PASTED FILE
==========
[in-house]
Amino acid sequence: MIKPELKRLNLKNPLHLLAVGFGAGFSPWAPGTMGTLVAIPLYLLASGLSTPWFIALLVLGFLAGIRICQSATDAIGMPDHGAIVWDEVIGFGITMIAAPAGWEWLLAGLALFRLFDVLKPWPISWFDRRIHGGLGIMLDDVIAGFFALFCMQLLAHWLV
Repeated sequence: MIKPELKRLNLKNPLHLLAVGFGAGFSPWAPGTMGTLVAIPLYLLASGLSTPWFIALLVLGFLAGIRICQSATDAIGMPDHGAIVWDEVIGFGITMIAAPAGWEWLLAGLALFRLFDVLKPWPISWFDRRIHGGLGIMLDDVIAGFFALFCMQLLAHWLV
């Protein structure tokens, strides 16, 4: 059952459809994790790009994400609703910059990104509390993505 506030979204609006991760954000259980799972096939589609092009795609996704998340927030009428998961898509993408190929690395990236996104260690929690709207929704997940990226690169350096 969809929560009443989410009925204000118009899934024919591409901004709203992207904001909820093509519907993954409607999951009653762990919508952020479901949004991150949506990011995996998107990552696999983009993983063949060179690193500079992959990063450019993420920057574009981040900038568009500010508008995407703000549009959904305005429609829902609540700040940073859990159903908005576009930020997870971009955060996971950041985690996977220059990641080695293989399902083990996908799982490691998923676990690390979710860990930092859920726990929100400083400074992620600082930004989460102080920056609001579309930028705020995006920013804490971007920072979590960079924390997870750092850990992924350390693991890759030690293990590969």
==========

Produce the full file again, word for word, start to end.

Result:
[in-house]
Amino acid sequence: MIKPELKRLNLKNPLHLLAVGFGAGFSPWAPGTMGTLVAIPLYLLASGLSTPWFIALLVLGFLAGIRICQSATDAIGMPDHGAIVWDEVIGFGITMIAAPAGWEWLLAGLALFRLFDVLKPWPISWFDRRIHGGLGIMLDDVIAGFFALFCMQLLAHWLV
Repeated sequence: MIKPELKRLNLKNPLHLLAVGFGAGFSPWAPGTMGTLVAIPLYLLASGLSTPWFIALLVLGFLAGIRICQSATDAIGMPDHGAIVWDEVIGFGITMIAAPAGWEWLLAGLALFRLFDVLKPWPISWFDRRIHGGLGIMLDDVIAGFFALFCMQLLAHWLV
């Protein structure tokens, strides 16, 4: 059952459809994790790009994400609703910059990104509390993505 506030979204609006991760954000259980799972096939589609092009795609996704998340927030009428998961898509993408190929690395990236996104260690929690709207929704997940990226690169350096 969809929560009443989410009925204000118009899934024919591409901004709203992207904001909820093509519907993954409607999951009653762990919508952020479901949004991150949506990011995996998107990552696999983009993983063949060179690193500079992959990063450019993420920057574009981040900038568009500010508008995407703000549009959904305005429609829902609540700040940073859990159903908005576009930020997870971009955060996971950041985690996977220059990641080695293989399902083990996908799982490691998923676990690390979710860990930092859920726990929100400083400074992620600082930004989460102080920056609001579309930028705020995006920013804490971007920072979590960079924390997870750092850990992924350390693991890759030690293990590969």